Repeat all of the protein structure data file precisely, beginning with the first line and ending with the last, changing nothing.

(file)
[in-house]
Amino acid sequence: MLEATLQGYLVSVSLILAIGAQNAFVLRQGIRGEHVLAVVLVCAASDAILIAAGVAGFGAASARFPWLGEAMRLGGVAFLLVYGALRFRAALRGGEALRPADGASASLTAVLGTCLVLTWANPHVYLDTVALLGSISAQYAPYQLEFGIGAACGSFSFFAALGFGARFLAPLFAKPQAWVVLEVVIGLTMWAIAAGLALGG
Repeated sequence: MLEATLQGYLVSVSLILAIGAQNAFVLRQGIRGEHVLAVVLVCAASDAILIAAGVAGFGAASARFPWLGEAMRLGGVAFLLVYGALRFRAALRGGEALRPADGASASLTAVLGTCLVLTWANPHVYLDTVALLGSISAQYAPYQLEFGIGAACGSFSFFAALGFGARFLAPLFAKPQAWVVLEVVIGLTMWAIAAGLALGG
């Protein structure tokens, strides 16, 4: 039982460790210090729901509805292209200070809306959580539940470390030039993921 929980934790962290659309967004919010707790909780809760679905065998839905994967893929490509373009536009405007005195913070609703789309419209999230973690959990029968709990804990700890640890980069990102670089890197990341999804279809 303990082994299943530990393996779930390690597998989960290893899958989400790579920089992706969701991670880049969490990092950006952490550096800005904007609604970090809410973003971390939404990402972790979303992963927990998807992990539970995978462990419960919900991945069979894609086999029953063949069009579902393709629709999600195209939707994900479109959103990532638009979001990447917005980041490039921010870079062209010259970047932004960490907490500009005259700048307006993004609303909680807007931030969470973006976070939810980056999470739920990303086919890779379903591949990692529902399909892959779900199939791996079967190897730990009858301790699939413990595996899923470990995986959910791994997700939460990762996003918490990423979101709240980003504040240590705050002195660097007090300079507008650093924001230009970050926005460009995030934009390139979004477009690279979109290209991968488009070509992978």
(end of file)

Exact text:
[in-house]
Amino acid sequence: MLEATLQGYLVSVSLILAIGAQNAFVLRQGIRGEHVLAVVLVCAASDAILIAAGVAGFGAASARFPWLGEAMRLGGVAFLLVYGALRFRAALRGGEALRPADGASASLTAVLGTCLVLTWANPHVYLDTVALLGSISAQYAPYQLEFGIGAACGSFSFFAALGFGARFLAPLFAKPQAWVVLEVVIGLTMWAIAAGLALGG
Repeated sequence: MLEATLQGYLVSVSLILAIGAQNAFVLRQGIRGEHVLAVVLVCAASDAILIAAGVAGFGAASARFPWLGEAMRLGGVAFLLVYGALRFRAALRGGEALRPADGASASLTAVLGTCLVLTWANPHVYLDTVALLGSISAQYAPYQLEFGIGAACGSFSFFAALGFGARFLAPLFAKPQAWVVLEVVIGLTMWAIAAGLALGG
């Protein structure tokens, strides 16, 4: 039982460790210090729901509805292209200070809306959580539940470390030039993921 929980934790962290659309967004919010707790909780809760679905065998839905994967893929490509373009536009405007005195913070609703789309419209999230973690959990029968709990804990700890640890980069990102670089890197990341999804279809 303990082994299943530990393996779930390690597998989960290893899958989400790579920089992706969701991670880049969490990092950006952490550096800005904007609604970090809410973003971390939404990402972790979303992963927990998807992990539970995978462990419960919900991945069979894609086999029953063949069009579902393709629709999600195209939707994900479109959103990532638009979001990447917005980041490039921010870079062209010259970047932004960490907490500009005259700048307006993004609303909680807007931030969470973006976070939810980056999470739920990303086919890779379903591949990692529902399909892959779900199939791996079967190897730990009858301790699939413990595996899923470990995986959910791994997700939460990762996003918490990423979101709240980003504040240590705050002195660097007090300079507008650093924001230009970050926005460009995030934009390139979004477009690279979109290209991968488009070509992978």